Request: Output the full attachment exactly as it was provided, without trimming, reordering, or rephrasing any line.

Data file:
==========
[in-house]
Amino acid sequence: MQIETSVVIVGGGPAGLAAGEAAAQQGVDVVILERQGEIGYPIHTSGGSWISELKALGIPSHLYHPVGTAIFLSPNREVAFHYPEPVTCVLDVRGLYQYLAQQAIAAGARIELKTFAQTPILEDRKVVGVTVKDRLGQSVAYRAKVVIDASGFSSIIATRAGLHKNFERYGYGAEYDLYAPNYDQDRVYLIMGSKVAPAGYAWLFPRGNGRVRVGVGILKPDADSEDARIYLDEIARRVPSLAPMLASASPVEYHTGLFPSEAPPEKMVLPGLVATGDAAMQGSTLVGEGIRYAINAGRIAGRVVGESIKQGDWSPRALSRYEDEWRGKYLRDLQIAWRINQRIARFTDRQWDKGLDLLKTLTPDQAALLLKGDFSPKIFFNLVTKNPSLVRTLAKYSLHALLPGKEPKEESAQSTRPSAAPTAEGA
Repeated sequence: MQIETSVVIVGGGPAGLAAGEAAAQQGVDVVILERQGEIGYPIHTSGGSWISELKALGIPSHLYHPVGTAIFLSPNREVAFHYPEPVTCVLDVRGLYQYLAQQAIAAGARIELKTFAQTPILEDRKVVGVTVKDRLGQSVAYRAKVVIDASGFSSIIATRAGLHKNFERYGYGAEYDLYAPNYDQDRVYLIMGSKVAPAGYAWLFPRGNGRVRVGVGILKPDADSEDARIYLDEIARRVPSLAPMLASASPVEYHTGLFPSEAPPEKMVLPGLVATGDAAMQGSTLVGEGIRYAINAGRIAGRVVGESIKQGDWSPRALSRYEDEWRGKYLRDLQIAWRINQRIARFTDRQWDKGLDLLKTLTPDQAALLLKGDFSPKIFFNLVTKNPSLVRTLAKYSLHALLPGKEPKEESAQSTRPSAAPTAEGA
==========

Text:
[in-house]
Amino acid sequence: MQIETSVVIVGGGPAGLAAGEAAAQQGVDVVILERQGEIGYPIHTSGGSWISELKALGIPSHLYHPVGTAIFLSPNREVAFHYPEPVTCVLDVRGLYQYLAQQAIAAGARIELKTFAQTPILEDRKVVGVTVKDRLGQSVAYRAKVVIDASGFSSIIATRAGLHKNFERYGYGAEYDLYAPNYDQDRVYLIMGSKVAPAGYAWLFPRGNGRVRVGVGILKPDADSEDARIYLDEIARRVPSLAPMLASASPVEYHTGLFPSEAPPEKMVLPGLVATGDAAMQGSTLVGEGIRYAINAGRIAGRVVGESIKQGDWSPRALSRYEDEWRGKYLRDLQIAWRINQRIARFTDRQWDKGLDLLKTLTPDQAALLLKGDFSPKIFFNLVTKNPSLVRTLAKYSLHALLPGKEPKEESAQSTRPSAAPTAEGA
Repeated sequence: MQIETSVVIVGGGPAGLAAGEAAAQQGVDVVILERQGEIGYPIHTSGGSWISELKALGIPSHLYHPVGTAIFLSPNREVAFHYPEPVTCVLDVRGLYQYLAQQAIAAGARIELKTFAQTPILEDRKVVGVTVKDRLGQSVAYRAKVVIDASGFSSIIATRAGLHKNFERYGYGAEYDLYAPNYDQDRVYLIMGSKVAPAGYAWLFPRGNGRVRVGVGILKPDADSEDARIYLDEIARRVPSLAPMLASASPVEYHTGLFPSEAPPEKMVLPGLVATGDAAMQGSTLVGEGIRYAINAGRIAGRVVGESIKQGDWSPRALSRYEDEWRGKYLRDLQIAWRINQRIARFTDRQWDKGLDLLKTLTPDQAALLLKGDFSPKIFFNLVTKNPSLVRTLAKYSLHALLPGKEPKEESAQSTRPSAAPTAEGA